Editor’s Note: Many Boomers know Route 66 as the road immortalized by the old TV show with the same name. Surely you remember the catchphrase “Get your kicks on Route 66”. But for others, it may just be a road with a number. For roadtrippers Rorie and Bart, being on Route 66 for the first time really was a dream come true!
Today we’ll continue to explore some segments of the old highway that was established on November 20, 1926. Route 66 runs from Chicago to St. Louis, hits a corner of Kansas, and continues through Oklahoma, Texas, New Mexico, Arizona, and California, ending in Santa Monica, CA. The highway became an anachronism and ushered in a series of ghosts towns when it was unceremoniously replaced by today’s interstate highway system, a hallmark of President Dwight D. Eisenhower’s administration.
Leaving Oklahoma City and heading towards Texas, we still had some more places along Route 66 in the Sooner State we wanted to explore. First on the agenda of course was some nourishment and a confession. While your Tour guides prefer eating at local establishments, every now and again we need an Egg McMuffin (Mmm) and the other “services” available at a place like Micky Ds.
About 25 miles west of Oklahoma City we stopped in El Reno (pop. 16,700). The historic landmark, Fort Reno, was built in 1874 during the Indian Wars and named for Gen. Jesse Reno. During WWII the Fort was the site of a prisoner of war camp, and today contains a P.O.W. cemetery.
The town is famous for it’s annual Fried Onion Burger Day Festival where the worlds largest fried onion burger is cooked. Weighing in at over 850 pounds, we’re pretty sure it could feed all of El Reno’s residents and those in most of the surrounding towns too. Given the above-mentioned fast food we devoured, and what was to come, it was a good thing we weren’t in El Reno for the festival…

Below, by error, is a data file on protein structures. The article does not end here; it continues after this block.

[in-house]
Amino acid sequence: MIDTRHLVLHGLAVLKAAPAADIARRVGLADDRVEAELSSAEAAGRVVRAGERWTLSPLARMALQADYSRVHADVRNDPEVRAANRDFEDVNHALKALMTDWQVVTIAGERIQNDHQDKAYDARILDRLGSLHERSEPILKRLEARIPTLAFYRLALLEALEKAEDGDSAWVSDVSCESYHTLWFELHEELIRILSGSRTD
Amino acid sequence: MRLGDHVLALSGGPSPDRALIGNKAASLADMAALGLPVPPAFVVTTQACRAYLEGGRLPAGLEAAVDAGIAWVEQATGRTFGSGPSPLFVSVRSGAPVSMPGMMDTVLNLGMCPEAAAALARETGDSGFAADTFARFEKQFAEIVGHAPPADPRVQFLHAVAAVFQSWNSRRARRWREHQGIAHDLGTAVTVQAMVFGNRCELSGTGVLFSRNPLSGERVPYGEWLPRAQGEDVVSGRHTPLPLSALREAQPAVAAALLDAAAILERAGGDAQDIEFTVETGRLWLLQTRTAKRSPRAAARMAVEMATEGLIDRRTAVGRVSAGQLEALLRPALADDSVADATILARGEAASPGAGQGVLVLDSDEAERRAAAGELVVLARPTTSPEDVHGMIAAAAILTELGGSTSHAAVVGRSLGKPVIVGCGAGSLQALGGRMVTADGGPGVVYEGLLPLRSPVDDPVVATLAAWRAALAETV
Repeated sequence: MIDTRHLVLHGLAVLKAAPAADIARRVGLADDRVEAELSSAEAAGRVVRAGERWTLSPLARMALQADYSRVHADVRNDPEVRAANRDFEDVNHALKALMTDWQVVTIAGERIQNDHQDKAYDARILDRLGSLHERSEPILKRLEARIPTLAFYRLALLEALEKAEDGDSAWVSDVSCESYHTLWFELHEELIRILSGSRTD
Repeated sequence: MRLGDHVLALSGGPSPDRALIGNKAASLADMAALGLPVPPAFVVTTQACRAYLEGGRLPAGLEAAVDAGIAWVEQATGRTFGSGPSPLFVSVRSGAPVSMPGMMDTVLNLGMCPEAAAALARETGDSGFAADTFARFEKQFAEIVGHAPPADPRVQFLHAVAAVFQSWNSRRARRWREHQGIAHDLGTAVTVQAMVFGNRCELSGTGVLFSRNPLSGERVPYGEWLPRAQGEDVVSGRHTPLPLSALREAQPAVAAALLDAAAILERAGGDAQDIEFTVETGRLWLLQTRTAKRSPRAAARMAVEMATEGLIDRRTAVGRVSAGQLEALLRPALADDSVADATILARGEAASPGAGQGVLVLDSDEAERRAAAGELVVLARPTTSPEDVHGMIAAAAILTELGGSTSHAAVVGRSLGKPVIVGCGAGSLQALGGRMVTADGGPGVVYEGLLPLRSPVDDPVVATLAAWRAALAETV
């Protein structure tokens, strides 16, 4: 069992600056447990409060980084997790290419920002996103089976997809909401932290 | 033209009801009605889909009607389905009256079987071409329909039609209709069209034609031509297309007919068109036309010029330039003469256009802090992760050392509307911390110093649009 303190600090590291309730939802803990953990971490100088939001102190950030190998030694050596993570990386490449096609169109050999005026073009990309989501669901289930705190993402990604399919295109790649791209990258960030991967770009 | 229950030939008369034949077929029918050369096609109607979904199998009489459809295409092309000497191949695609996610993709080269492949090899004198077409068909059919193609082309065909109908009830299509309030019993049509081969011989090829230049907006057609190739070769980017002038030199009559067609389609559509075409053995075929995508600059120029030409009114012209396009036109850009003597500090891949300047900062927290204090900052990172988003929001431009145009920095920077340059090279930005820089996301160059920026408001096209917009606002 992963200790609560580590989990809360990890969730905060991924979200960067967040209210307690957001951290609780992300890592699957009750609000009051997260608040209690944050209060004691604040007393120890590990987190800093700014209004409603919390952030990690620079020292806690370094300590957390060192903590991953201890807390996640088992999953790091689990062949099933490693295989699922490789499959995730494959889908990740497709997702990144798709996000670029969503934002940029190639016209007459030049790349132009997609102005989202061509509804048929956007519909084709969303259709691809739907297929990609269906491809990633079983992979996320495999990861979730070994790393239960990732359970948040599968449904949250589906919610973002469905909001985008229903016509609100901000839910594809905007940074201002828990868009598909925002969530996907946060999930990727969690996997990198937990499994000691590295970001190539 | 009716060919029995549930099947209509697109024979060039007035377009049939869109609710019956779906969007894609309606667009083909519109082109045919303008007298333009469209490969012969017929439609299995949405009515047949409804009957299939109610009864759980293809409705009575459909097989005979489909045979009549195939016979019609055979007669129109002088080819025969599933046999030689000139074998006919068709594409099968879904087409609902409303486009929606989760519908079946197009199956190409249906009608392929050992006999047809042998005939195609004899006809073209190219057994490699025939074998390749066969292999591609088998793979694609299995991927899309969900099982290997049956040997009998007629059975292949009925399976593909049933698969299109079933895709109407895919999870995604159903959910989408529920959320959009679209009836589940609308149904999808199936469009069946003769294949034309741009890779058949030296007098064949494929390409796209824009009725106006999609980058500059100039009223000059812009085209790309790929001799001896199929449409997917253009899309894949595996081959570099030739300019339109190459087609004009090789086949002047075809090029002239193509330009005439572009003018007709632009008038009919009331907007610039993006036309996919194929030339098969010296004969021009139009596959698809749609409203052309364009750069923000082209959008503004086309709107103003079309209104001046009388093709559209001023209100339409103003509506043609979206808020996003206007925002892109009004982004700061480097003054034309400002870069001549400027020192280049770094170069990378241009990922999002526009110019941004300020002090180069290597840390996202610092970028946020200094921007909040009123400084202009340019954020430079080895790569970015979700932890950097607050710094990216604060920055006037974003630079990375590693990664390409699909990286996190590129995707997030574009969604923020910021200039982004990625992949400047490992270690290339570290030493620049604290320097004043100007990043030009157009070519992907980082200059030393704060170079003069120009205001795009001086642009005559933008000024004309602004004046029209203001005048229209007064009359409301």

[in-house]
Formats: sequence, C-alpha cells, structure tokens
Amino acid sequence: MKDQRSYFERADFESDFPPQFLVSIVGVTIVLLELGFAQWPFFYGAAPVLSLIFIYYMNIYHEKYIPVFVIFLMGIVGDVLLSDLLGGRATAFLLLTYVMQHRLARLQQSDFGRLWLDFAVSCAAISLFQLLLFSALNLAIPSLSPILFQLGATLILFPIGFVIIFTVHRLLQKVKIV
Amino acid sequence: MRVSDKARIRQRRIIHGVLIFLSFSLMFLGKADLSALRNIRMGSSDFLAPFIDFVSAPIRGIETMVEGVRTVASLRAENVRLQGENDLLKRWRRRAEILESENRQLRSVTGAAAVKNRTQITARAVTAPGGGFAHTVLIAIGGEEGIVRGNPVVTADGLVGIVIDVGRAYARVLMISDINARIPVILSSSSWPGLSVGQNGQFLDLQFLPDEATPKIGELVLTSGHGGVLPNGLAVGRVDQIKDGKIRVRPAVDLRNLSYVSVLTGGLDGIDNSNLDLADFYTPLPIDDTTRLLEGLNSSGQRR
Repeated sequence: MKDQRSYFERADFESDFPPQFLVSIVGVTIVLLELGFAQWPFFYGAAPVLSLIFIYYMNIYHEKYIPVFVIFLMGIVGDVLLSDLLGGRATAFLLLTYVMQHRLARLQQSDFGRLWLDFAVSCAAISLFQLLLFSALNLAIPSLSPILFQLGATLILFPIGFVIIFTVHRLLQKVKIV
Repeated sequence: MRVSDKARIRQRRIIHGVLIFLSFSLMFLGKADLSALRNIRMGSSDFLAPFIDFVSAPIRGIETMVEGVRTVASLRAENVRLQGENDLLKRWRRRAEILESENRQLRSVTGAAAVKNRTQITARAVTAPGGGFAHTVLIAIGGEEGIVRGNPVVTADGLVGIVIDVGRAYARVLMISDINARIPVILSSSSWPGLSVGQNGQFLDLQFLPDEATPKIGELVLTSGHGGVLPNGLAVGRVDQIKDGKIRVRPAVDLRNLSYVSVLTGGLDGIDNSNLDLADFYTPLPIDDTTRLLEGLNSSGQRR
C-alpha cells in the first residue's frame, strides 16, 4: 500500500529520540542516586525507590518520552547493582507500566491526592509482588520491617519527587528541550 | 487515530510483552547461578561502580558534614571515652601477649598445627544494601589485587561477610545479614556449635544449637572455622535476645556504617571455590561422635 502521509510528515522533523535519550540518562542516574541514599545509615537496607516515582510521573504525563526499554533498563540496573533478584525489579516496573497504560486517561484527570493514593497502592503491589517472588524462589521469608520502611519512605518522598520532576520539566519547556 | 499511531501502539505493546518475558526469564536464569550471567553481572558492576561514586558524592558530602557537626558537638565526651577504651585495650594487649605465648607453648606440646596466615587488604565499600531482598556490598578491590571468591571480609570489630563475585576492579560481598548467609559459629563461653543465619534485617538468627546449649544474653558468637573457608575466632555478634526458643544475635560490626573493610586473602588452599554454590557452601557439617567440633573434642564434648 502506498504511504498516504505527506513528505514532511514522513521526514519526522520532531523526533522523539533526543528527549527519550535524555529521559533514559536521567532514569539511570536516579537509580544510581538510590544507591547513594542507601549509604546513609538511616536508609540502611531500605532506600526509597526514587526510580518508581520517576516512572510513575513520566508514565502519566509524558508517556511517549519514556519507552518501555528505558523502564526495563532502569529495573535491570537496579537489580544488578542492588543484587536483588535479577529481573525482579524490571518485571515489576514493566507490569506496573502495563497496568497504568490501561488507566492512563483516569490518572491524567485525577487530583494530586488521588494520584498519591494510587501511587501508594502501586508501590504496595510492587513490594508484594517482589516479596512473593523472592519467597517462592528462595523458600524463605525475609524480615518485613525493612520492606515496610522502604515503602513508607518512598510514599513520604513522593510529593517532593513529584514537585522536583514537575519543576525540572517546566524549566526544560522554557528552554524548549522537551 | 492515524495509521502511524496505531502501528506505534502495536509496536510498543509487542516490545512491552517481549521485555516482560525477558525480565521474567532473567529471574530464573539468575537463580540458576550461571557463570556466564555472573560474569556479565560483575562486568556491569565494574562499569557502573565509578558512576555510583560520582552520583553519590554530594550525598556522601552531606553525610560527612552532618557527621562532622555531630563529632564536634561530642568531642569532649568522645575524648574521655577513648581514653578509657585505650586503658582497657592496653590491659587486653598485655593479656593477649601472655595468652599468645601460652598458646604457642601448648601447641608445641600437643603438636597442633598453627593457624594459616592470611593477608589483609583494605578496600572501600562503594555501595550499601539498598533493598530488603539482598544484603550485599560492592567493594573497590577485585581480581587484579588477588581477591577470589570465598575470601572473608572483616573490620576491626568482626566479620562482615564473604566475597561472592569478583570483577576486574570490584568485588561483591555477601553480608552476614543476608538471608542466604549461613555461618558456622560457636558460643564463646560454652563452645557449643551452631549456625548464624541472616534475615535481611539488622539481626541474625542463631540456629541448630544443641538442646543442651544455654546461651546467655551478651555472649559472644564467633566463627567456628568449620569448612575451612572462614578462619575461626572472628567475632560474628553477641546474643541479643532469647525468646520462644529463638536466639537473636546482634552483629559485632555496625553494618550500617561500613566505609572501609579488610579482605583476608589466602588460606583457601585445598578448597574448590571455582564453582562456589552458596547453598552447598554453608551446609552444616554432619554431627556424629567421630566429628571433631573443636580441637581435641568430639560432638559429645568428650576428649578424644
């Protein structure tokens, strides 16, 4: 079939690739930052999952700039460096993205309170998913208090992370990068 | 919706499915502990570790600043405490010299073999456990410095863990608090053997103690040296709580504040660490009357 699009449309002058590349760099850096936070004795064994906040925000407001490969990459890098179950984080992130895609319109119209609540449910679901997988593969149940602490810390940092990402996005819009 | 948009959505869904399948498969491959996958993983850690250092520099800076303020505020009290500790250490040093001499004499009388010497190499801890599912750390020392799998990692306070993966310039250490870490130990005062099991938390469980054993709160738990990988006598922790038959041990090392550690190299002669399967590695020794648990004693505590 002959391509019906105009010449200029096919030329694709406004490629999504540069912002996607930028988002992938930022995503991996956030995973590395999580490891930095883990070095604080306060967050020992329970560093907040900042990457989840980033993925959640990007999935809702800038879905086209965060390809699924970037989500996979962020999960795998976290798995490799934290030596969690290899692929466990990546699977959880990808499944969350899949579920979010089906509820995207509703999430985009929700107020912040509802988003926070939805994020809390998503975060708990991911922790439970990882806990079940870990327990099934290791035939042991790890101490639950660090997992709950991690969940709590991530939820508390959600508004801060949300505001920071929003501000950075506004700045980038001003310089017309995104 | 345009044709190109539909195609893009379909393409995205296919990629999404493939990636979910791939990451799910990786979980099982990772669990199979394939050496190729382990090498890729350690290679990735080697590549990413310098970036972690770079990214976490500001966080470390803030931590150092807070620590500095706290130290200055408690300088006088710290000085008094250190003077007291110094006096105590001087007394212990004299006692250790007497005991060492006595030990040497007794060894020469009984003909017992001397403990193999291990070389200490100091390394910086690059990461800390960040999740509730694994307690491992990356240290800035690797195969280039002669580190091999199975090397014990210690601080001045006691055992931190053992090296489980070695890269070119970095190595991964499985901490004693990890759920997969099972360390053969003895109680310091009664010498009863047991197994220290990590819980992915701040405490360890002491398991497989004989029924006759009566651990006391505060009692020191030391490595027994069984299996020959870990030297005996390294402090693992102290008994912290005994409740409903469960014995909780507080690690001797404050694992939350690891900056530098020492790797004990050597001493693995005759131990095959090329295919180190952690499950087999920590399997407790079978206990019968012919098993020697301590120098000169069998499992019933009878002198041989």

This ain’t your daddy’s grill.
Bart is sure some famous relative of his once resided in El Reno.
Sometimes up is down, down is up and we just don’t know where we are.
El Reno is the only town in OK where there is still a streetcar operating in the downtown area. This mural shows the original trolley cars and tracks which are embedded in the downtown streets.
Old time movie theaters are alive and, sometimes, kickin in small town America.
Time to continue our journey on Route 66 and head on over to the nearby town of Clinton, OK (pop. approx. 9,000). This popular tourist destination is home to the Route 66 Museum, a state-sponsored center of memorabilia. This “ultimate Route 66 experience” provides a nostalgic glimpse of the most revered highway in the nation…The Mother Road.
This little restored 1950s diner was made by the Valentine Company and could be purchased new for just $5,000 through the company’s catalogue.
This iconic road sign found along The Mother Road.
This iconic Mother found along the historic road sign. The matching shirt was a nice touch.
Moving on down Route 66, we headed to our last stop in OK, Elk City (approx. pop. 12,700). By 1902 the prairie community of Elk City became one of the largest towns in western OK and continued to grow into a major transportation and commercial hub.
Tourists can “get their kicks” at a variety of historical sites in Elk City including the National Route 66 & Transportation Museum. Where else can you “drive” down Route 66 in a pink caddy or watch a black and white movie at a mock drive-in theater while sitting in a classic Chevy Impala? This museum is a great experience for all ages.
One of the buildings in the preserved “town square”.
Every town needs it drinking hole.
Time to leave Oklahoma and head further west to the Lone Star state, a giant of a state where Texans are known for their big welcomes, expansive ranches and gigantic steaks. See y’all!